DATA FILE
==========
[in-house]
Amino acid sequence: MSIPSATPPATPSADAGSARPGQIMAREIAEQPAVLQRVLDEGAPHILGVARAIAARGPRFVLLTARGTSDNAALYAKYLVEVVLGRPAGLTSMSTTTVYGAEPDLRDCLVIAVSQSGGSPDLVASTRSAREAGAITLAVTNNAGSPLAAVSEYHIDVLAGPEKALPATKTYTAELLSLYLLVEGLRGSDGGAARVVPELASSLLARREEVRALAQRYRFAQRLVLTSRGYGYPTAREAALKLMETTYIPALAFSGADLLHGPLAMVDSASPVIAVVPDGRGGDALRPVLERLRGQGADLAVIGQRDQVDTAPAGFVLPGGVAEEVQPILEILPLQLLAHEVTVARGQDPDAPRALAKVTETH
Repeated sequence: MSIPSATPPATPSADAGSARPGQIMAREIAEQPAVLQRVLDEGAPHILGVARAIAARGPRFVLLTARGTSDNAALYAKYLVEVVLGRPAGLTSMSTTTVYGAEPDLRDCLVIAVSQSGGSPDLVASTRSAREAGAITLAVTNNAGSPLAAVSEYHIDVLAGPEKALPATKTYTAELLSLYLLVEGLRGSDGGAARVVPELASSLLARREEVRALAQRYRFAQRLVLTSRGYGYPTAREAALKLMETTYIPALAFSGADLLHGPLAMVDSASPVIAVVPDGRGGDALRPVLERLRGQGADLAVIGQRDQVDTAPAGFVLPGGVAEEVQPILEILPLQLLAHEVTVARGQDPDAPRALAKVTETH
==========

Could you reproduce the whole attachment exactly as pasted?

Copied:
[in-house]
Amino acid sequence: MSIPSATPPATPSADAGSARPGQIMAREIAEQPAVLQRVLDEGAPHILGVARAIAARGPRFVLLTARGTSDNAALYAKYLVEVVLGRPAGLTSMSTTTVYGAEPDLRDCLVIAVSQSGGSPDLVASTRSAREAGAITLAVTNNAGSPLAAVSEYHIDVLAGPEKALPATKTYTAELLSLYLLVEGLRGSDGGAARVVPELASSLLARREEVRALAQRYRFAQRLVLTSRGYGYPTAREAALKLMETTYIPALAFSGADLLHGPLAMVDSASPVIAVVPDGRGGDALRPVLERLRGQGADLAVIGQRDQVDTAPAGFVLPGGVAEEVQPILEILPLQLLAHEVTVARGQDPDAPRALAKVTETH
Repeated sequence: MSIPSATPPATPSADAGSARPGQIMAREIAEQPAVLQRVLDEGAPHILGVARAIAARGPRFVLLTARGTSDNAALYAKYLVEVVLGRPAGLTSMSTTTVYGAEPDLRDCLVIAVSQSGGSPDLVASTRSAREAGAITLAVTNNAGSPLAAVSEYHIDVLAGPEKALPATKTYTAELLSLYLLVEGLRGSDGGAARVVPELASSLLARREEVRALAQRYRFAQRLVLTSRGYGYPTAREAALKLMETTYIPALAFSGADLLHGPLAMVDSASPVIAVVPDGRGGDALRPVLERLRGQGADLAVIGQRDQVDTAPAGFVLPGGVAEEVQPILEILPLQLLAHEVTVARGQDPDAPRALAKVTETH